U.S. Secretary of State Colin Powell arrives in Israel Sunday for talks with Israeli and Palestinian leaders on how to revive the long-stalled road map peace plan. Foreign Ministers from Russia and several European countries are also expected in the region over the next few weeks - all with the aim of jump-starting peace efforts.
In the wake of Yasser Arafat's death just over a week ago, the international community is launching a number of diplomatic initiatives in hopes of restarting Israeli-Palestinian peace efforts.
Mr. Powell is the first to arrive here. He meets with Israeli Prime Minster Ariel Sharon and Foreign Minister Silvan Shalom Monday morning. He then travels to the nearby West Bank city of Jericho for talks with the new interim Palestinian leadership, including PLO chief Mahmoud Abbas and Prime Minister Ahmed Qureia.
The Palestinians want Mr. Powell to pressure Israel to withdraw its troops from the Palestinian territories and allow unhindered elections there January 9th. Israeli officials are quoted as saying they would consider such a request. Israel has also indicated it might coordinate next year's planned withdrawal from the Gaza Strip with the new Palestinian leadership.
Mr. Powell's visit will be short and is likely to be his last to this area as he prepares to leave office after announcing his resignation last week. At that time, the secretary said he wants to explore new possibilities in the aftermath of Mr. Arafat's death.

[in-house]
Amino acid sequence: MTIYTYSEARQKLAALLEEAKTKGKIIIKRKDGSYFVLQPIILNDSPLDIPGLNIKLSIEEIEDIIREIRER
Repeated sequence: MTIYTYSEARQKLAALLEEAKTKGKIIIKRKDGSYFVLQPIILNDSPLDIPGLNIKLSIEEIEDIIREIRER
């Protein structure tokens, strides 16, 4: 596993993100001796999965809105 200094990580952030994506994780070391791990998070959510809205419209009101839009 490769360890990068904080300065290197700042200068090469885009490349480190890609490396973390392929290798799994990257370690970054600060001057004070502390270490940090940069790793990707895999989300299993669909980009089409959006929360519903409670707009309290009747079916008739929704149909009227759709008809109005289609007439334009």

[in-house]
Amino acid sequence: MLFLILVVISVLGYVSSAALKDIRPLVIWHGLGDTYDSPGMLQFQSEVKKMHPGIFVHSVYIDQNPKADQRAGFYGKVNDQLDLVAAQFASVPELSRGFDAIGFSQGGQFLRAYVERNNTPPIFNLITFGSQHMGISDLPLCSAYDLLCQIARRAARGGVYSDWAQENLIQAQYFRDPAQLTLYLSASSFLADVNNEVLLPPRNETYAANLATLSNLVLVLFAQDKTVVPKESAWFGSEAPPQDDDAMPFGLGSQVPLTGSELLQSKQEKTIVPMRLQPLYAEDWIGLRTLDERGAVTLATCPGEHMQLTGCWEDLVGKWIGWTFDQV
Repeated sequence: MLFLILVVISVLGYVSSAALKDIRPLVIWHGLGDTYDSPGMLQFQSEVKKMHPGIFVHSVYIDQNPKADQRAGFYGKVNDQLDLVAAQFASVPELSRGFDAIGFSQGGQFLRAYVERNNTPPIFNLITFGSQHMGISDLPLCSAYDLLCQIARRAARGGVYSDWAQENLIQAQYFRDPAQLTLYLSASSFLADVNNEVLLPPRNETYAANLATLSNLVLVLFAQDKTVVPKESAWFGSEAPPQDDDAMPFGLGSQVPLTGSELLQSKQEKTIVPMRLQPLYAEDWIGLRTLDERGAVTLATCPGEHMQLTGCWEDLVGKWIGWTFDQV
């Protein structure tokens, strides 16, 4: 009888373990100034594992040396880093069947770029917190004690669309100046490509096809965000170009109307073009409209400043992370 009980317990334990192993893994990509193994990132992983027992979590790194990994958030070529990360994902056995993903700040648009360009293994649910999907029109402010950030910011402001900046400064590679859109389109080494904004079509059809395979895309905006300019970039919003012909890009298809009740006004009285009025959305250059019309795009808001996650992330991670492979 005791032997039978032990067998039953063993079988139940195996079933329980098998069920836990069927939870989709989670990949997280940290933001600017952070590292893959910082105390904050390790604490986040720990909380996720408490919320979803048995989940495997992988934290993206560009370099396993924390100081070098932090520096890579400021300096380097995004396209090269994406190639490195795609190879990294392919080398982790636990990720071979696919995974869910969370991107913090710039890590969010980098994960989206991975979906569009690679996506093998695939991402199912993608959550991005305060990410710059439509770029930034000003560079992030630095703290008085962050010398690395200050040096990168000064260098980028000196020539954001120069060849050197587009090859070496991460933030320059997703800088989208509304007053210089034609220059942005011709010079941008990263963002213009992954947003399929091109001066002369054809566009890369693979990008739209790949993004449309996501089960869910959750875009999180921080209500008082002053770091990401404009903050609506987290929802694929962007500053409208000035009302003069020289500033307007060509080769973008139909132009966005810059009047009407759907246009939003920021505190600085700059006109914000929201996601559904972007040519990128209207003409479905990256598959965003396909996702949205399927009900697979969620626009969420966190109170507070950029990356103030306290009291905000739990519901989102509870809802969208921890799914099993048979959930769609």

"I think a new opportunity has presented itself in the Middle East and President Bush has spoken to this, and hopefully over the next few weeks I'll be able to see how much potential there is in this new opportunity," he said.
During his four years in office, Mr. Powell traveled to the region on a number of occasions to try to negotiate an end to hostilities and to implement a variety of peace initiatives. The most recent was the internationally backed road map peace plan, officially launched by President Bush a year and a half ago in Aqaba, Jordan. But the plan stalled almost immediately and the violence escalated.
But with the death of Yasser Arafat, all sides say there's hope for new opportunities for peace. Secretary Powell's visit is meant to underscore that and President Bush's pledge to capitalize on those new opportunities.
British Foreign Secretary Jack Straw, Russian Foreign Minister Sergei Lavrov and the German and Spanish foreign ministers are also expected to visit the region in the coming weeks.
Amid all the talk of peace opportunities, violence in the Palestinian territories continues. On Saturday Israeli troops shot dead two Palestinian teenagers in the West Bank town of Nablus and a suspected militant near a Jewish settlement in the Gaza Strip. On Sunday, the group Islamic Jihad confirmed that one of its militants was shot dead by Israeli forces in Gaza.